Our Coast’s History: Rogues’ Harbor

Residents called it Roanoke. Virginians called it Rogues’ Harbor. And one particular governor claimed it was a land populated by nothing more than “a very mutinous people.” All of these names and claims have merit, and each sums up a different aspect of its history. It was the first permanent colony to exist in the Carolinas, and was the most egalitarian and rebellious society in all the English world at the time. A society of escaped slaves and runaway indentured servants, of pirates, and debtors, of religious dissidents, and those politically charged with the spirit of Cromwell’s revolution. These were a people who would bow to no man, recognize no political authority above the ones that they freely elected for themselves, and threaten imprisonment or death to anyone who dared try to collect a tax for the crown – all of this, more than a century before the so-called new and radical ideas of the American Revolution. This place was Albemarle.

Detail of “A New and Correct Map of the Province of North Carolina” by Edward Moseley, 1733. Source: East Carolina University, North Carolina Maps Collection

It is no coincidence that such a colony would come to exist in between our country’s two largest estuaries. To the north was the Chesapeake Bay and the Virginia colony, with its rigid hierarchy, giant plantations, and slave markets; a society of great wealth and great poverty. To the south was Carolina, with its distinct lack of everything Virginia had to offer, and the Albemarle – Pamlico estuary with its untold possibilities, and treacherous shoal waters. What lay between these two great inland seas was a half-drowned peninsula, laced by black water rivers and creeks, hemmed in by the Currituck Sound and Atlantic Ocean to the east and the Chowan River to the west. And at its heart, a great and dismal swamp that engulfed some 2,200 square miles that stood between these two vastly different worlds.

The Great Dismal Swamp of the 17th and early 18th century was still a howling wilderness in the minds of most Virginians. A place of darkness. Where alligators hunted, and panthers haunted. Black bears and red wolves roamed this semi-aquatic forest. Cottonmouths held up on cypress knees, and timber rattlesnakes laid claim to those few hammocks of high ground that could be found.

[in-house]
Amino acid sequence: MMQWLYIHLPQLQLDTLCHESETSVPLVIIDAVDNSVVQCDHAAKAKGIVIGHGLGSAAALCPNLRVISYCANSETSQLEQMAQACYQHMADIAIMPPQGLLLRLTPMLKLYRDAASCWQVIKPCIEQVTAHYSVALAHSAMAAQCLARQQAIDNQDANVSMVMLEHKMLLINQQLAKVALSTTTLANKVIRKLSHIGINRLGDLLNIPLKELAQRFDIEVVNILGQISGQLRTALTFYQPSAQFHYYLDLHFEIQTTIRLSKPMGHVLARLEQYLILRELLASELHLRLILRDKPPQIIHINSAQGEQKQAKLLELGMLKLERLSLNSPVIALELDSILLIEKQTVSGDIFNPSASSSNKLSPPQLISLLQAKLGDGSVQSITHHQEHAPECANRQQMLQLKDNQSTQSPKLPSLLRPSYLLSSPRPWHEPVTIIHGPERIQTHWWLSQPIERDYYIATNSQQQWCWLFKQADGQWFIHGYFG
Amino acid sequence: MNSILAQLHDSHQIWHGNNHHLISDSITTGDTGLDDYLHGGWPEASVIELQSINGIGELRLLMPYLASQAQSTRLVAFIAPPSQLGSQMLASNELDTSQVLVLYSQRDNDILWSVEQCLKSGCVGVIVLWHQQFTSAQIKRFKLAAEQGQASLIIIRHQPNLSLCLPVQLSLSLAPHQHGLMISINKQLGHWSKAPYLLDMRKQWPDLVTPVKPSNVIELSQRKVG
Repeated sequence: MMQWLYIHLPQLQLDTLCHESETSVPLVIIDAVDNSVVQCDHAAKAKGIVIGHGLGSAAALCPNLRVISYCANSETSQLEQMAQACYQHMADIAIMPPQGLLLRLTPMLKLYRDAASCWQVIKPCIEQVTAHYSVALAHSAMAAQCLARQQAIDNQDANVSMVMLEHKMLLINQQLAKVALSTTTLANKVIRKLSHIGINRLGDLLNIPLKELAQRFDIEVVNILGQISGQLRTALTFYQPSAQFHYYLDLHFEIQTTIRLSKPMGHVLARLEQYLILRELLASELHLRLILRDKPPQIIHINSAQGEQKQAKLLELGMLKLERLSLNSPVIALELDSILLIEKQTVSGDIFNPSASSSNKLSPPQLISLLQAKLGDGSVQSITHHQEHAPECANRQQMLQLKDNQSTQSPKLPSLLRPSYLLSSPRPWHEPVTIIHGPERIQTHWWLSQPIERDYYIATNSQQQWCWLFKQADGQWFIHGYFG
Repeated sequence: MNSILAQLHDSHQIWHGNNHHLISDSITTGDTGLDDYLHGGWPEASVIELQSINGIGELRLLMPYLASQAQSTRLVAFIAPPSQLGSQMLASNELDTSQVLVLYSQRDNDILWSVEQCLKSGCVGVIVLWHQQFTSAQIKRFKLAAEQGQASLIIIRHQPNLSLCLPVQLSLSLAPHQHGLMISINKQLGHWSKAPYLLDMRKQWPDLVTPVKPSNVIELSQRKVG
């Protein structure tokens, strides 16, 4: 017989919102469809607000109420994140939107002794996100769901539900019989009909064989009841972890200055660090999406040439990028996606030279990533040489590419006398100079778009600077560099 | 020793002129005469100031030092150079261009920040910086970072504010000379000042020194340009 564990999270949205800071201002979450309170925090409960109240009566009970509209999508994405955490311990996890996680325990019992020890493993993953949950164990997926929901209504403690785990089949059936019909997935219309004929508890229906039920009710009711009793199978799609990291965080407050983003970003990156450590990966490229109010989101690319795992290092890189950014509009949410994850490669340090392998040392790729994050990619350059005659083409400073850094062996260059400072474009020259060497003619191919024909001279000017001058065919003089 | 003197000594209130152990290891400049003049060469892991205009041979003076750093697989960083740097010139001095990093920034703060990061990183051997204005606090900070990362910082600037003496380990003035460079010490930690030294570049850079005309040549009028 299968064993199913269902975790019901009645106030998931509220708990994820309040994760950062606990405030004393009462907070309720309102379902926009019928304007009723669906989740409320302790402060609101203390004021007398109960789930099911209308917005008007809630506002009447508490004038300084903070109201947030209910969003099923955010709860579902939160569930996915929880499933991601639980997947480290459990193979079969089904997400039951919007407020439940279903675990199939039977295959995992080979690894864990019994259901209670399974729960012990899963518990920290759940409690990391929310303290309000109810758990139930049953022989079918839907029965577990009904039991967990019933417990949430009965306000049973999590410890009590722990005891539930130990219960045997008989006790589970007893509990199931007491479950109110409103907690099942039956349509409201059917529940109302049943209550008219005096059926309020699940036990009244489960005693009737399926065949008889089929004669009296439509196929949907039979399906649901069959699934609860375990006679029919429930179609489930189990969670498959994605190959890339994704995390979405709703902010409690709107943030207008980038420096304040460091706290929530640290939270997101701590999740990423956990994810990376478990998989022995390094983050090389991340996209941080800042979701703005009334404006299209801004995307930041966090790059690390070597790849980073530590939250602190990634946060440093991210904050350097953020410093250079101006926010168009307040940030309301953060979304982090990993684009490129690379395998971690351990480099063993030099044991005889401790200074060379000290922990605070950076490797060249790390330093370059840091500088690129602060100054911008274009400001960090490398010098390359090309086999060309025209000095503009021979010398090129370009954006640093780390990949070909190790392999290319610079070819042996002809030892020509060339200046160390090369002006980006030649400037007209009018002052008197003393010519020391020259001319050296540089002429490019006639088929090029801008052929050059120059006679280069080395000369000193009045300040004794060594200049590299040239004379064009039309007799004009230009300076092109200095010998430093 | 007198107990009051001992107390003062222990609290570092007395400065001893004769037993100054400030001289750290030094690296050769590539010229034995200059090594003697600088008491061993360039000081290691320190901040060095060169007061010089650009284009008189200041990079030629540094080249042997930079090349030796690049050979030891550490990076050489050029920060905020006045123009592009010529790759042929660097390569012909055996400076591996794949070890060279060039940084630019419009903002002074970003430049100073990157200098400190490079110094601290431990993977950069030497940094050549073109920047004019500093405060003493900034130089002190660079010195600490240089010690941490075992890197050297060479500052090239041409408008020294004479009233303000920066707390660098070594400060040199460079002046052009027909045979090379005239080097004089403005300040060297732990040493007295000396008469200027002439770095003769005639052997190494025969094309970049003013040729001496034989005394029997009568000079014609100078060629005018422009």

And then there was the malaria. Of course, back then no one had drawn the connection between this disease and its mosquito vectors. Instead, it was believed that this sickness came from breathing in the miasma of the swamps themselves – hence the name malaria, mala aria. Italian for “bad air.” The dreaded “fever and agues” that was associated with this illness, turned the region into a hospital from August until October. A fact that only reinforced a notion that this was no place for the likes of civilized man. The Dismal was just that, a dismal place of sickness and death to be feared and avoided.

But, if you were a slave who had escaped your shackles on a Virginian plantation, or an indentured servant who watched as the courts steadily added years upon years to your sentence of servitude, then the Dismal Swamp offered more than malaria and soggy feet. It offered freedom.

Freedom is one of those words that seems to hold different meanings for different people. Freedom for a slave was something different than freedom for an indentured servant for instance. Such definitions were themselves altogether different from the meaning of freedom for a follower of Quaker beliefs escaping persecution and even execution in the Massachusetts colony.

Then there are the political ideologues. The sons of the English Revolution. Those Levelers and Diggers who dared to believe that all men had been created equal, that social classes needed banishment, and the only government that ruled should be a government freely elected by the people it governed. Freedom to these men was, again, something different.